Oracle is growing again, and that is a big deal. The enterprise software giant hit a revenue high in 2014, and every quarter since then has been downhill.
Except for the fourth quarter of 2017 which recently ended, the first in about three years to see growth for one of the world's largest and richest technology vendors. And Oracle leaders, including co-CEOs Mark Hurd and Safra Catz, and CTO Larry Ellison, emphasised the driver was a surge in cloud sales.
Oracle's total Q4 revenue was up 3 percent to US$10.9 billion, but its legacy businesses were all either flat or in decline.
The consensus takeaway is that Oracle has passed an inflection point, emerging from the dark days of cloud transformation to the sunny era of recurring revenue.
A cloud inflection point
"We had a tremendous quarter in just about every way," said Catz during the company's earnings call.
Adoption is at an all-time high, declared the co-CEO, and more importantly, "cloud has become our predominant growth vehicle."
Cloud and on-premises software together grew by 5.3 percent to US$8.88 billion in Q4. Total cloud revenue in the quarter, however, was up 66 percent, to US$1.4 billion, in a non-GAAP measure. That's still a small percentage of Oracle's US$7.5 billion on-premises software business, but that legacy revenue stream has flatlined. And hardware sales declined 12 percent, Catz told investors
Oracle expects cloud revenue, across SaaS, PaaS and IaaS to continue to grow somewhere around 50 percent over the next year, according to guidance Catz announced.
SaaS is king
Oracle founder Ellison often talks about Oracle being the first vendors to have rewritten all its legacy software for the cloud.
In non-GAAP accounting terms, that cloud software business, in Q4, for the first time crossed the threshold of US$1 billion in sales. Ellison, true to form, couldn't resist using those results to take some potshots at rival Salesforce.
Oracle, for the second year in a row, sold more recurring revenue than the CRM kingpin, he said and is "on the way" to overtaking Salesforce as the leader in the SaaS market.
Behind his confidence, Ellison says is a simple fact - Oracle offers software in nine market areas around the broader categories of ERP, HCM and CRM. Salesforce, he said, only competes in three of those areas. And Oracle is the clear leader in cloud-based ERP, which he points out is the largest application market. Not CRM.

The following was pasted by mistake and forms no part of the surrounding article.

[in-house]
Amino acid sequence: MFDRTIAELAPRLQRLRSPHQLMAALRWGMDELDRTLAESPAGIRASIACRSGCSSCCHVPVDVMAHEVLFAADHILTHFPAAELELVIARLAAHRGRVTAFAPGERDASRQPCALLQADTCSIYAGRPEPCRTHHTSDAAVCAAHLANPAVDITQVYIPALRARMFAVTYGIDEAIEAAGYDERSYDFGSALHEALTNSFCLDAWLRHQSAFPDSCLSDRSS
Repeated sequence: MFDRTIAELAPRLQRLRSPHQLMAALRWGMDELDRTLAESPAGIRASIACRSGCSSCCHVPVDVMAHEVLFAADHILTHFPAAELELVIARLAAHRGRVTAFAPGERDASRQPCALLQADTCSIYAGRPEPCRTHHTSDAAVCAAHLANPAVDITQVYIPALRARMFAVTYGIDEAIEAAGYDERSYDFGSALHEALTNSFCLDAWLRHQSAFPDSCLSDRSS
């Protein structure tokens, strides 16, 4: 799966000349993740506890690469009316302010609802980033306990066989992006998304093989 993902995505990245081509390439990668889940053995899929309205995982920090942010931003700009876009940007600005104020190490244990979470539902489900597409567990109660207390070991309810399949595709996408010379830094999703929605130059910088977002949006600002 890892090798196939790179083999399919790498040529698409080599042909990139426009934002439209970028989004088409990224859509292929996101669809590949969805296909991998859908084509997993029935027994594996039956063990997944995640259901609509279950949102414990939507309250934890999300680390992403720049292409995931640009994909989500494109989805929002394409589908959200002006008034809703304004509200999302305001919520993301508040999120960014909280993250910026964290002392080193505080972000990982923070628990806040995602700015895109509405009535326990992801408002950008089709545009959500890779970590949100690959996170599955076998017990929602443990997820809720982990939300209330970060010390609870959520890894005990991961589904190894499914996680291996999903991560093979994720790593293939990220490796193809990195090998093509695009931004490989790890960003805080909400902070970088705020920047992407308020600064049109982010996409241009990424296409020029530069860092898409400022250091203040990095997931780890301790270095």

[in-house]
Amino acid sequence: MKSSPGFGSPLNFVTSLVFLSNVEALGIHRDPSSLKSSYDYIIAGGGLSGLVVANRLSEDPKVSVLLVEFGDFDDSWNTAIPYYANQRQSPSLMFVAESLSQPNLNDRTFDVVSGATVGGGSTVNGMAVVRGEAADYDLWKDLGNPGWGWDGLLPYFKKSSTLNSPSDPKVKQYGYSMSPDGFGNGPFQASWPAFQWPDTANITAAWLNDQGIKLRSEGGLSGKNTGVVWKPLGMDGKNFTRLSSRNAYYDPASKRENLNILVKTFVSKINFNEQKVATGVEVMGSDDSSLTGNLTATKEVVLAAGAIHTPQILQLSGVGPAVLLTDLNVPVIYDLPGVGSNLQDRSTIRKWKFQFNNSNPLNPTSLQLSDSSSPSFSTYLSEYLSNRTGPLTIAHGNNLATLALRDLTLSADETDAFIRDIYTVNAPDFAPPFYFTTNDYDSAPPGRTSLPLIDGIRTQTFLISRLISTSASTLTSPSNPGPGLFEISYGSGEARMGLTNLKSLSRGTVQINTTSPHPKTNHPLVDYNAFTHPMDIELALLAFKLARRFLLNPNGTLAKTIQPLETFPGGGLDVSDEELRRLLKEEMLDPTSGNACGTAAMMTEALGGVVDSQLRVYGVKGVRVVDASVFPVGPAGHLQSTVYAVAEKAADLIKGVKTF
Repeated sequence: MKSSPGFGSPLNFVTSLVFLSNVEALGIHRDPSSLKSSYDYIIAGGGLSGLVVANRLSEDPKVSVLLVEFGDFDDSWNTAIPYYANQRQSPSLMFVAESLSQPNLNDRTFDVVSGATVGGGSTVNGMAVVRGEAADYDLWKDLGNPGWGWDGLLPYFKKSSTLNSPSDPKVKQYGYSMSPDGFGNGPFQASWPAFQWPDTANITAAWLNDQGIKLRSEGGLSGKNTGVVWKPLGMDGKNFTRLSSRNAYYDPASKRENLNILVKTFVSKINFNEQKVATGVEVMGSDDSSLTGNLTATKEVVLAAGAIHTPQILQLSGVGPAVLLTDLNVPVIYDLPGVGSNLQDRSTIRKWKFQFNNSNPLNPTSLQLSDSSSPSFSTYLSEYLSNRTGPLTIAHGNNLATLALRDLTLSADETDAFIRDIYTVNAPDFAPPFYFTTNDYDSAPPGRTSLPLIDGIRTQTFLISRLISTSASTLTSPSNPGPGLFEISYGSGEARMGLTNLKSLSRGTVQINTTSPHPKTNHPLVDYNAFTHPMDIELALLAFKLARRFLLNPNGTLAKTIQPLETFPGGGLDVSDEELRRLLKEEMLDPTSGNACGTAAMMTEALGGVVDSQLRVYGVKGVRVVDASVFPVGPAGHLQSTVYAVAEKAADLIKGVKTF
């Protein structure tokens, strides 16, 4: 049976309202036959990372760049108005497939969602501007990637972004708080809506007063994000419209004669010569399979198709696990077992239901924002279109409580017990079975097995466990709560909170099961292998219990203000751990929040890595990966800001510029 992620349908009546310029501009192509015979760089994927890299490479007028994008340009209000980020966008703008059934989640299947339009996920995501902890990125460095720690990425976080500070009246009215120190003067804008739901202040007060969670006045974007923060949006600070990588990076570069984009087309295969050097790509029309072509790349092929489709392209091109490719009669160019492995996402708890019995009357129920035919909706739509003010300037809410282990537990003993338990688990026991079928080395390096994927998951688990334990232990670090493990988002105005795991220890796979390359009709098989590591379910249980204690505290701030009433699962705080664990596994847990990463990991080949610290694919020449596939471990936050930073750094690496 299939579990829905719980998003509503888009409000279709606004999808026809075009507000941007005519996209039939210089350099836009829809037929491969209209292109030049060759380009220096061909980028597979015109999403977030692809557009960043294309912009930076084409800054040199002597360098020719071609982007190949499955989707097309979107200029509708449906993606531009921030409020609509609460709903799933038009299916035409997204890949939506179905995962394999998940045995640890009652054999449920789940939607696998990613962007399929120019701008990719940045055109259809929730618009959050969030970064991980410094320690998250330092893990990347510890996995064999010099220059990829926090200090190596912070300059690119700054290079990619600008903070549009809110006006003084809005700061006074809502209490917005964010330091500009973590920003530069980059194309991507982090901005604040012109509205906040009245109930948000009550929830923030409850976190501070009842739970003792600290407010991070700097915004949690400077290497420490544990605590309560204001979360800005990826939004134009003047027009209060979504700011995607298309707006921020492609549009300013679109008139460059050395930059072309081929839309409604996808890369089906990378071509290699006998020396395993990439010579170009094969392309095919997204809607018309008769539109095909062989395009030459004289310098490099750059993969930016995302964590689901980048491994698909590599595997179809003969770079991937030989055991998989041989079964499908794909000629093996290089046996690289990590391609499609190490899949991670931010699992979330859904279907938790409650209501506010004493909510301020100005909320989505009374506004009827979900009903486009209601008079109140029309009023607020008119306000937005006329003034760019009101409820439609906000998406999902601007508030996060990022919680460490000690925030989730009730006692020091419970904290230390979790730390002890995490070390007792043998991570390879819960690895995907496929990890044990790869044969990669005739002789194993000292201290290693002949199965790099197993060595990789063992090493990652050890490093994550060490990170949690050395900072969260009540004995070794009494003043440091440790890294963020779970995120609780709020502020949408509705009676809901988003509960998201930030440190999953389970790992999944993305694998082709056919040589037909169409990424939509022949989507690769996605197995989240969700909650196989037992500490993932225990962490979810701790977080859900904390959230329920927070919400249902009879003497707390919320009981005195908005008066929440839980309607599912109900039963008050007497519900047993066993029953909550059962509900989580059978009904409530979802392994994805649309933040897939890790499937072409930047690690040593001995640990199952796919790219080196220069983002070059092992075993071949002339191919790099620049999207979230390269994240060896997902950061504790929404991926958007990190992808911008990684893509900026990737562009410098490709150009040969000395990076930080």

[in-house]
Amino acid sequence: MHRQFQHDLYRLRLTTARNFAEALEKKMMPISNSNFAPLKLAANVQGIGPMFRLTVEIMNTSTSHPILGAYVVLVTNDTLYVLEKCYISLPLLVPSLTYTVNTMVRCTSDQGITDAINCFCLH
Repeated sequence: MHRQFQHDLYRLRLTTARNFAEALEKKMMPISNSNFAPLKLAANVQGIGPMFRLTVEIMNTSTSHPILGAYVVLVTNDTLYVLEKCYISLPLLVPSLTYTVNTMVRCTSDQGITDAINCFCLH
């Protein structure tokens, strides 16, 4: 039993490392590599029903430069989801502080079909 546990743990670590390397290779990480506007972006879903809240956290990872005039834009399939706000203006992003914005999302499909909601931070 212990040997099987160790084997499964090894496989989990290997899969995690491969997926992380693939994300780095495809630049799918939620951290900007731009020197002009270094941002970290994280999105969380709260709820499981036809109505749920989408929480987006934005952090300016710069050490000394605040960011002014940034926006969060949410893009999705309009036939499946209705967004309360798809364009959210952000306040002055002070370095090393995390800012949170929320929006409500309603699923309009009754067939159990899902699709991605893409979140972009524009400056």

Mark Hurd reported that ERP sales were up in the quarter 156 percent organically, meaning NetSuite wasn't included in the tabulation. That gives the business management suite a US$1.2 billion run rate. HCM software sales in the cloud grew by 96 percent, and other front-office solutions were up double digits as well, also organically.
PaaS and IaaS
PaaS and IaaS are the two layers of the cloud stack that were mostly grouped together in Oracle's financials.
The platform-as-a-service and infrastructure-as-a-service offerings, often sold together, saw revenues up 40 percent to US$397 million, or 42 percent to US$403 million in non-GAAP accounting. The products were grouped, Catz said, "as the synergies and cross-selling between these two businesses is very high, and this is also how we're measuring our internal organization."
Ellison predicted an acceleration in that growth as more customers bring their Oracle licenses and workloads into the cloud. And the margins for PaaS and IaaS can be extremely high, he said. While PaaS wasn't broken out individually, Oracle also attributed the combined SaaS and PaaS portfolio 1.2 billion in the quarter, growth of 75 percent in non-GAAP measures.
IaaS À La Carte
Oracle's overall cloud growth was impressive, but the technology giant is looking to make a statement in the infrastructure market.
It got a boost earlier this week when Oracle public cloud was included for the first time in Gartner's Magic Quadrant for IaaS, and as a visionary vendor no less. Ellison is now dead set on promoting the cloud infrastructure business his company was late to enter, and still hasn't established itself as a major player. On the financial releases, Oracle broke out that business only in GAAP terms, showing 23 percent year-over-year growth of a product that barely existed last year.
Catz said on the earnings call that total IaaS revenue, in non-GAAP accounting, was US$214 million, which is 29 percent growth and at the high end of her guidance for that product. Ellison said on that call that Oracle's primary competitor in IaaS now is Amazon Web Services.
But AWS, the industry leader, is roughly expanding a business that's almost 20 times larger than Oracle's almost twice as fast as Oracle. And hyper-scale competitors Google Cloud Platform and Azure, also way ahead of Oracle in market share, are consistently achieving triple-digit growth.
"Old IaaS was a slower growing business. Our Gen 2 IaaS is much faster," Ellison said. "We expect our PaaS and IaaS businesses to accelerate into hyper-growth," he said. "The same growth we see in SaaS."
The strategy for winning customers to Oracle's cloud is leveraging its massive legacy customer base, especially Oracle's preeminent position as a database vendor. That seems to be working.
In a big customer win, AT&T, a long-time Oracle customer, has entered a significant cloud deal. The telecom giant announced it would begin migrating thousands of internal databases to Oracle's cloud. AT&T is just the beginning, Oracle leaders said.
Expect customers to start migrating millions of Oracle databases to its Gen 2 public cloud.